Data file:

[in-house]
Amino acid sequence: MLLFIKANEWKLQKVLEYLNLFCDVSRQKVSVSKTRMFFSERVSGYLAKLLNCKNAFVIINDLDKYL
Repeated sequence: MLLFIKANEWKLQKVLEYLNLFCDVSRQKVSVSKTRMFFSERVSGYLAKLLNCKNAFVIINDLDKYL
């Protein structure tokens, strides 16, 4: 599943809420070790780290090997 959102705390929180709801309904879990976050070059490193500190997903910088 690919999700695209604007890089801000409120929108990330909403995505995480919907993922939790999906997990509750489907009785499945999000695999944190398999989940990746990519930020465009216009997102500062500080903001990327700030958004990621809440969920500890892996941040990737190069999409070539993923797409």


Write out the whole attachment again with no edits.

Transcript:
[in-house]
Amino acid sequence: MLLFIKANEWKLQKVLEYLNLFCDVSRQKVSVSKTRMFFSERVSGYLAKLLNCKNAFVIINDLDKYL
Repeated sequence: MLLFIKANEWKLQKVLEYLNLFCDVSRQKVSVSKTRMFFSERVSGYLAKLLNCKNAFVIINDLDKYL
């Protein structure tokens, strides 16, 4: 599943809420070790780290090997 959102705390929180709801309904879990976050070059490193500190997903910088 690919999700695209604007890089801000409120929108990330909403995505995480919907993922939790999906997990509750489907009785499945999000695999944190398999989940990746990519930020465009216009997102500062500080903001990327700030958004990621809440969920500890892996941040990737190069999409070539993923797409």